In the story Sonny's Blues the author, James Baldwin, uses the image of darkness quite frequently. He uses it first when the older brother (main character) talks about his younger brother Sonny. He says that when Sonny was younger his face was bright and open. He said that he didn't want to believe that he would ever see his "brother going down, coming to nothing, all that light in his face gone out." Meaning he had gone from good (clean and innocent) to bad ( giving into drugs like so many of the other young people).
The older brother then goes on to talk about his students and how they had limited possibilities stating that "all they really knew were two darknesses, the darkness of their lives, which was know closing in on them, and the darkness of the movies, which had blinded them to that other darkness, and in which they now vindictively dreamed, at once more together than they were at any time and more alone." He believes that there is little opportunity for these kids to get out of the pretty much doomed future they have with drug addiction and crime being what it is in the city. There was one boy whistling through the "harsh, bright air," while the other boys were laughing in their unforgiving way. The brightness of this boys whistling could symbolise that some of them do get out and make something of themselves ( bright futures).
The author then uses darkness to describe the faces of the adults on Sunday evenings after dinner when everyone is relaxing with their own thought's. "For a moment nobody's talking but every face looks darkening, like the sky outside...The silence, the darkness coming and the darkness in the faces frighten the child obscurel...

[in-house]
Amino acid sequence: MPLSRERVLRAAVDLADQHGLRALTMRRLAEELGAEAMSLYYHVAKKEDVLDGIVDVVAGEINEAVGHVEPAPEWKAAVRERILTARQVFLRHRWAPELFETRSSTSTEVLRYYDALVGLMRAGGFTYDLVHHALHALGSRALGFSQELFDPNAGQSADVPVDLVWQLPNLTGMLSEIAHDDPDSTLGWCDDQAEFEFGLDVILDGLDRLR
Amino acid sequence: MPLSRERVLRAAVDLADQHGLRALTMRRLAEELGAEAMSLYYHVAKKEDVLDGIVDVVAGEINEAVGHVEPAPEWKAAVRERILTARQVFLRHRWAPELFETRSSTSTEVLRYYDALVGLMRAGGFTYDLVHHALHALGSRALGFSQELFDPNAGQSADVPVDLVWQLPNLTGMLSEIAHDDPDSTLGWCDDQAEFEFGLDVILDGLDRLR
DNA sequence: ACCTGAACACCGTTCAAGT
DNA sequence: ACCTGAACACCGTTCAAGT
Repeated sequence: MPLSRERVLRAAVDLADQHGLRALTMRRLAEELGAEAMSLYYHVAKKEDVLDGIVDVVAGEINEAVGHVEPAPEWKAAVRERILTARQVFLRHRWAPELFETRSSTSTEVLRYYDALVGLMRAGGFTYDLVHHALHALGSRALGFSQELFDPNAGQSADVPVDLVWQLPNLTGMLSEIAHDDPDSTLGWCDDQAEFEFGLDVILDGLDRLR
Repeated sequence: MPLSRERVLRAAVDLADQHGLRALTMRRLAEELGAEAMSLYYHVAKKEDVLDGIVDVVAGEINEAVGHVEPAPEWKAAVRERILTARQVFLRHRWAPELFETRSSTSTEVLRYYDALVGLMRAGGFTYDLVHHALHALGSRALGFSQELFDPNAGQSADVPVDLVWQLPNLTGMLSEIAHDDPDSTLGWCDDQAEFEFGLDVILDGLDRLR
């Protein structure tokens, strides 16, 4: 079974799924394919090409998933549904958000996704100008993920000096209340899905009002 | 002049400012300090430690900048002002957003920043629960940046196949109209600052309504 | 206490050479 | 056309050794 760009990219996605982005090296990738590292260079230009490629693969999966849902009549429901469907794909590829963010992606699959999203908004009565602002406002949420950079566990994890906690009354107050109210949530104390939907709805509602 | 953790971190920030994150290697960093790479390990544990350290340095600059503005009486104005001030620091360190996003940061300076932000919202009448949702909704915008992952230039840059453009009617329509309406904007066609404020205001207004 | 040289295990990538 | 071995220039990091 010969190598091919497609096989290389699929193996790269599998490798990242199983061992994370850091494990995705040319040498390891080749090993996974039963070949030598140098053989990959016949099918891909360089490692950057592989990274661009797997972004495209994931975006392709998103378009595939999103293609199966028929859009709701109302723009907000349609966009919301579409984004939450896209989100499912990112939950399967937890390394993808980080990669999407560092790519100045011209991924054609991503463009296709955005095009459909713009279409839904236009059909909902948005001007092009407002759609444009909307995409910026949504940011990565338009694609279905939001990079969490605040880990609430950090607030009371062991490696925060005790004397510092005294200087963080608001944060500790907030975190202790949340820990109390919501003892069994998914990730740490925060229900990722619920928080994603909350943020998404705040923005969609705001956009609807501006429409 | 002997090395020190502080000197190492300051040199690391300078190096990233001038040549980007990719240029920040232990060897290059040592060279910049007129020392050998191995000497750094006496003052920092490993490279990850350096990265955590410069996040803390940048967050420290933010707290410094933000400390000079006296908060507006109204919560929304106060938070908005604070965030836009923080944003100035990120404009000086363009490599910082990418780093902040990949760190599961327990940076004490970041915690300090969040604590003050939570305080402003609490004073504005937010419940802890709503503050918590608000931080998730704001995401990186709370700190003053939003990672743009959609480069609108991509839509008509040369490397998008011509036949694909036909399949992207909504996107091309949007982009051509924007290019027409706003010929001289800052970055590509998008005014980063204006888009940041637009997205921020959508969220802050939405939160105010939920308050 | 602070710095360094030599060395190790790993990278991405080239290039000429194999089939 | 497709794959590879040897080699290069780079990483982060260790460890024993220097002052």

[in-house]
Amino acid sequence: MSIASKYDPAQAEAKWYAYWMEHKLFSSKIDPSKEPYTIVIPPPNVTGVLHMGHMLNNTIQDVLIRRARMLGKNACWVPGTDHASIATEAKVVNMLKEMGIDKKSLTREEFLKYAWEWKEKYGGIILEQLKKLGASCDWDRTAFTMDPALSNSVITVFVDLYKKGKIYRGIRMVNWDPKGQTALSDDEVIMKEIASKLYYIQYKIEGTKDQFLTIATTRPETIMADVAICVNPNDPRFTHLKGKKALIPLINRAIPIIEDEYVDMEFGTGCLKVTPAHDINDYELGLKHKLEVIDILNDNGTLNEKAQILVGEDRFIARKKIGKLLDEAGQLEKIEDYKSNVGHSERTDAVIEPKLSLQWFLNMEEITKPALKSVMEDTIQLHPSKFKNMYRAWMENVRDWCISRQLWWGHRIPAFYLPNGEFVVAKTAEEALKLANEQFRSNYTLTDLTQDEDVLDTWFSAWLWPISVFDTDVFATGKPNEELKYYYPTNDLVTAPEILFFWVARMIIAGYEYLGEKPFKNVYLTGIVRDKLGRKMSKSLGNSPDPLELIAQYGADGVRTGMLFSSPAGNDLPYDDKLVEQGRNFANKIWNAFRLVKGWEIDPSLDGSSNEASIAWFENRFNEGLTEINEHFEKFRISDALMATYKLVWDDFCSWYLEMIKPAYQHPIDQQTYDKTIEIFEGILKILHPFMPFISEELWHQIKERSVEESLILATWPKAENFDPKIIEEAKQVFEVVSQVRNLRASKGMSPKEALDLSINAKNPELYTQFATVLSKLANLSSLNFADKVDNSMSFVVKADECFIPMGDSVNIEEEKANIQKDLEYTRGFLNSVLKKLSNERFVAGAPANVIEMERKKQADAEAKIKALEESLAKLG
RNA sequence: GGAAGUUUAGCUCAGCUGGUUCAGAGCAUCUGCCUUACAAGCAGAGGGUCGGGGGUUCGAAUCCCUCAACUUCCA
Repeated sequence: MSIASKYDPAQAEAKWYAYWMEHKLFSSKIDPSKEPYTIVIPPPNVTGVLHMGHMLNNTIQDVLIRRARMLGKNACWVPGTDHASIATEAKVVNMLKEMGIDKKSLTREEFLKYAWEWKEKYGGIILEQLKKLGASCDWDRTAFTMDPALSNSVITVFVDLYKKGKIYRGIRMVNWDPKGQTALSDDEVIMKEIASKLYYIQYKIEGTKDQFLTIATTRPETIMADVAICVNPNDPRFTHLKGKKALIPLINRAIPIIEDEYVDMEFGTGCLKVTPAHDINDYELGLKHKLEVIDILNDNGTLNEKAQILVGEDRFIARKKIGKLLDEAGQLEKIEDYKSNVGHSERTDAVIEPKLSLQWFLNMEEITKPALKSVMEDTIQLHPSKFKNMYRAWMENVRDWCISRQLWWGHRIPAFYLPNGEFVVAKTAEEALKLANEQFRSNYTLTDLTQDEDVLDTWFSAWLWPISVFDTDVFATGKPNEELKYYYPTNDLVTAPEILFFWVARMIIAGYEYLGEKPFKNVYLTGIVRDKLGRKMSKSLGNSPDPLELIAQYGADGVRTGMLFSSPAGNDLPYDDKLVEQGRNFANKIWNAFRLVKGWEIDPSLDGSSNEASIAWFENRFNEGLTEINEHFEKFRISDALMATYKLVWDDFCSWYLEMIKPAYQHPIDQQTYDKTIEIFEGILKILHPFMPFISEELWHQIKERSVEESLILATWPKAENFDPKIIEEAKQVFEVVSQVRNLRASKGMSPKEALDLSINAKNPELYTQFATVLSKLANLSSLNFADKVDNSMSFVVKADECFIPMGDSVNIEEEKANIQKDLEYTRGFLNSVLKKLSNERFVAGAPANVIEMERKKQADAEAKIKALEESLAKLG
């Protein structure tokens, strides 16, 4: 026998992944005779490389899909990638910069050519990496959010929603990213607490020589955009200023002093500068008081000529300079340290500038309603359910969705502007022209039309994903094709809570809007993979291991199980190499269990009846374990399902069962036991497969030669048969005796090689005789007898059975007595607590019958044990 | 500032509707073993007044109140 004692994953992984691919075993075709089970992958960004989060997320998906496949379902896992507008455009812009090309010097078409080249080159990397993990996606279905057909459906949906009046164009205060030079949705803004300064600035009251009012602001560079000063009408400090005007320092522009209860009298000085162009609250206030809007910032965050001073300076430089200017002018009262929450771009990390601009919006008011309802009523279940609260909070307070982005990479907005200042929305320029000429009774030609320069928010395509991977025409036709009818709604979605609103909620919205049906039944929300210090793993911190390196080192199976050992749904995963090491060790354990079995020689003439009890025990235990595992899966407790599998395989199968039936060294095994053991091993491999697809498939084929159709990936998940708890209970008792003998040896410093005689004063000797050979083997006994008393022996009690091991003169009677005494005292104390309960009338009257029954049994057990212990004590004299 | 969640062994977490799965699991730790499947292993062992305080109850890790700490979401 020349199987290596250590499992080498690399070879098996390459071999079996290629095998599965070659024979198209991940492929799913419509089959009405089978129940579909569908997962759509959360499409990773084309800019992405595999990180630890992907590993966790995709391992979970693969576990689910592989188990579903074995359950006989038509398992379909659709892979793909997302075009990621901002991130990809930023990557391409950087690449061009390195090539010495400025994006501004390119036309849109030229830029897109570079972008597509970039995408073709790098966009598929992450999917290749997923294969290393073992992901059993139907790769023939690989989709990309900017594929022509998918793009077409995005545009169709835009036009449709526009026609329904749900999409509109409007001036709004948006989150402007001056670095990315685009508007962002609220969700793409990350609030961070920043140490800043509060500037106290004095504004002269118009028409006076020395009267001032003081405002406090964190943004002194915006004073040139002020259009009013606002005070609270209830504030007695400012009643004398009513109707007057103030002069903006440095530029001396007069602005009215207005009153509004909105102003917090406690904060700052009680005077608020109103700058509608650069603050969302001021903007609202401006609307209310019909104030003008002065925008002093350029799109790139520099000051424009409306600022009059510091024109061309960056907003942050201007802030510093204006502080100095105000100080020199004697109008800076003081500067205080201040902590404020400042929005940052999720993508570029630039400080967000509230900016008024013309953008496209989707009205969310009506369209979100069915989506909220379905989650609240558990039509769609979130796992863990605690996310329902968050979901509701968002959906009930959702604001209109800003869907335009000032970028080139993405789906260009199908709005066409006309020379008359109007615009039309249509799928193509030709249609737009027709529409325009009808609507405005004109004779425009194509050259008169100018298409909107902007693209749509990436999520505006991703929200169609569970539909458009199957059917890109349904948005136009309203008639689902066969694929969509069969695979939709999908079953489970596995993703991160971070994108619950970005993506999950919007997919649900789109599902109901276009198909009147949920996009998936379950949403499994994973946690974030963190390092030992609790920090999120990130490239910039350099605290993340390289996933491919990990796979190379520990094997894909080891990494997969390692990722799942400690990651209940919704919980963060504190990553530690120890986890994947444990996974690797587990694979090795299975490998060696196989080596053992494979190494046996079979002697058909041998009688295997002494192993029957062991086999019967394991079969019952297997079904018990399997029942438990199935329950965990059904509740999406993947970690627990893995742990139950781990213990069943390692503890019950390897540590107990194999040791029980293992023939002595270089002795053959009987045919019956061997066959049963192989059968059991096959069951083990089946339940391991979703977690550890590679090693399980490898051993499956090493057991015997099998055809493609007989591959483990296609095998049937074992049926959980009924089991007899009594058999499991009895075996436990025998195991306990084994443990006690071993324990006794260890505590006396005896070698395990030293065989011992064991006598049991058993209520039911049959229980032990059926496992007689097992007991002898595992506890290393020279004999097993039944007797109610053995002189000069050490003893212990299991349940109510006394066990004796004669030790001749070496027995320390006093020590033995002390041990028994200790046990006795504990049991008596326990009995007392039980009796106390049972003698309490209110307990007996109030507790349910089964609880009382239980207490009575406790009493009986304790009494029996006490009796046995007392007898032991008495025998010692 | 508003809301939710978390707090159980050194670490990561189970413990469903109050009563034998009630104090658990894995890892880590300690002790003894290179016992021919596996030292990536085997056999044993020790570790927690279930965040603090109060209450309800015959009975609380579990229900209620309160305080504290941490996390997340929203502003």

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... way they are moving from the bad things all around them into the good, that is, the music. In this way they are in a way escaping from the darkness that is around them every day even if only for a short time. It's the only light they have. This is when the author uses the image of darkness for the last time. " For, while the tale of how we suffer, and how we are delighted, and how we may triumph is never new, it always must be heard. There isn't any other tale to tell, it's the only light we've got in all this darkness." This supports that their music is the only thing that is totally good in their lives. With all the violence and despair that is around them all of the time, music is the only way they can free themselves.
Baldwin, James. "Sonny's Blues." The Norton introduction to Fiction. 6th ed. Ed. Jerome Beaty. New York: Norton, 1996. 47-70.
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